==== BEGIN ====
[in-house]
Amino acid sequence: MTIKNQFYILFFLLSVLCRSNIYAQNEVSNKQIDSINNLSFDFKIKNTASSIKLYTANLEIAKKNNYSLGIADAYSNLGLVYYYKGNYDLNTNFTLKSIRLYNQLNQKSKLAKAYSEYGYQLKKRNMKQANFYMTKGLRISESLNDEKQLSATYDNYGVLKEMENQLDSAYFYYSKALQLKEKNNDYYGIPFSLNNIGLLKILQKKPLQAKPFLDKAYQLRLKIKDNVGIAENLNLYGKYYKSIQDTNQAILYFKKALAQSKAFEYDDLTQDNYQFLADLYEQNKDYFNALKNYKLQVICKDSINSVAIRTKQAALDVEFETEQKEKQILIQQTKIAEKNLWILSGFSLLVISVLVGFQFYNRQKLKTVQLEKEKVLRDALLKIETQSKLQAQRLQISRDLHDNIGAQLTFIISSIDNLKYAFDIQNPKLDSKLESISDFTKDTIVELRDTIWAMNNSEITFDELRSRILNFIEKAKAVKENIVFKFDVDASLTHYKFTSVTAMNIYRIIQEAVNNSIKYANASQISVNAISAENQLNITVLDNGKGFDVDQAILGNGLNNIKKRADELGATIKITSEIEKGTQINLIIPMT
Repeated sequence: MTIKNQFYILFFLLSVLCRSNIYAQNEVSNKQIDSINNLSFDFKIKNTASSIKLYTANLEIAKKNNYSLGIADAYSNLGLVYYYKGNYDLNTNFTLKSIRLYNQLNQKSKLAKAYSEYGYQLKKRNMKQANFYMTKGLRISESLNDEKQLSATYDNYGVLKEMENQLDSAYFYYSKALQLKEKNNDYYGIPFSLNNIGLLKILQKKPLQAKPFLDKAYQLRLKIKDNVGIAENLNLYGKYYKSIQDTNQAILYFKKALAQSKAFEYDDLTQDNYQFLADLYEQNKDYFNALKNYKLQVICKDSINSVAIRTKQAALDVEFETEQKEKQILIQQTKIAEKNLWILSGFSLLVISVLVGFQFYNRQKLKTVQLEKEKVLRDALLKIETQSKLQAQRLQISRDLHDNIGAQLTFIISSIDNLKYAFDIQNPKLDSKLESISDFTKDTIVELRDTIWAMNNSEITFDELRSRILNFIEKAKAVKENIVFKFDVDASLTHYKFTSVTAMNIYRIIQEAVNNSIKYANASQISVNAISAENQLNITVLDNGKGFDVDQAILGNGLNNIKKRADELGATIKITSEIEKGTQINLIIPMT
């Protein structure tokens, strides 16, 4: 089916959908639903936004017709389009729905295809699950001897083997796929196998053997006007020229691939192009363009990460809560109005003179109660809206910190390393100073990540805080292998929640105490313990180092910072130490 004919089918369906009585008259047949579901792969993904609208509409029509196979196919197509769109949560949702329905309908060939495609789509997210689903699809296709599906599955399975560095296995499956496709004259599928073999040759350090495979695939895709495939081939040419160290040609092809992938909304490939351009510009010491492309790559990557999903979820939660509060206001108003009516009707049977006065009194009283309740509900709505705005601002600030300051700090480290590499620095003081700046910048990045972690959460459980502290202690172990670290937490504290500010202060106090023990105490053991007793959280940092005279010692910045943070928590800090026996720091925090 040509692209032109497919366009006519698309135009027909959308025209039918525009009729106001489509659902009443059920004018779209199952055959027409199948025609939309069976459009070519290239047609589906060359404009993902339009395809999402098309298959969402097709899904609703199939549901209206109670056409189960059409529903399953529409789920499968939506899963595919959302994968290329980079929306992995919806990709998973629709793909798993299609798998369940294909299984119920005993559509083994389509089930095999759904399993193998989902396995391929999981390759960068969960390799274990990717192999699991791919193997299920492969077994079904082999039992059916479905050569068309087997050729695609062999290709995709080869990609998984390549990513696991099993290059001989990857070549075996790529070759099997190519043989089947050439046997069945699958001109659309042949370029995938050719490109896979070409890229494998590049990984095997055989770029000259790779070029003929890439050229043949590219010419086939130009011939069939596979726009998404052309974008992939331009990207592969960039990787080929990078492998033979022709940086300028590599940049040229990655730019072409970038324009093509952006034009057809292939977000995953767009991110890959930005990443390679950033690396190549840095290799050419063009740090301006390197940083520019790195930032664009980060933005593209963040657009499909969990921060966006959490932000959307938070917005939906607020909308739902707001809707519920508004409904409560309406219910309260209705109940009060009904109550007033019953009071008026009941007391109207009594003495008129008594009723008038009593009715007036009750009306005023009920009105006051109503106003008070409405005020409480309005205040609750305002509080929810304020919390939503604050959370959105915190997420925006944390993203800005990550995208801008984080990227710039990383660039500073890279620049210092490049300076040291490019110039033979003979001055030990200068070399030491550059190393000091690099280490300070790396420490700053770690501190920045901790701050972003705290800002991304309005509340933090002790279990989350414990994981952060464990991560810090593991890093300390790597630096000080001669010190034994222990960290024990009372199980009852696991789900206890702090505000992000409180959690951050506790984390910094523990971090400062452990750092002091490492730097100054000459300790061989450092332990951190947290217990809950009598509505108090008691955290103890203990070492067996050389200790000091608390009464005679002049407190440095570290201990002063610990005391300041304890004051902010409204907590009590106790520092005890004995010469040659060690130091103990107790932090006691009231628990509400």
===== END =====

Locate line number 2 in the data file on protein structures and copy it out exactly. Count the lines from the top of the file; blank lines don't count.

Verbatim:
Amino acid sequence: MTIKNQFYILFFLLSVLCRSNIYAQNEVSNKQIDSINNLSFDFKIKNTASSIKLYTANLEIAKKNNYSLGIADAYSNLGLVYYYKGNYDLNTNFTLKSIRLYNQLNQKSKLAKAYSEYGYQLKKRNMKQANFYMTKGLRISESLNDEKQLSATYDNYGVLKEMENQLDSAYFYYSKALQLKEKNNDYYGIPFSLNNIGLLKILQKKPLQAKPFLDKAYQLRLKIKDNVGIAENLNLYGKYYKSIQDTNQAILYFKKALAQSKAFEYDDLTQDNYQFLADLYEQNKDYFNALKNYKLQVICKDSINSVAIRTKQAALDVEFETEQKEKQILIQQTKIAEKNLWILSGFSLLVISVLVGFQFYNRQKLKTVQLEKEKVLRDALLKIETQSKLQAQRLQISRDLHDNIGAQLTFIISSIDNLKYAFDIQNPKLDSKLESISDFTKDTIVELRDTIWAMNNSEITFDELRSRILNFIEKAKAVKENIVFKFDVDASLTHYKFTSVTAMNIYRIIQEAVNNSIKYANASQISVNAISAENQLNITVLDNGKGFDVDQAILGNGLNNIKKRADELGATIKITSEIEKGTQINLIIPMT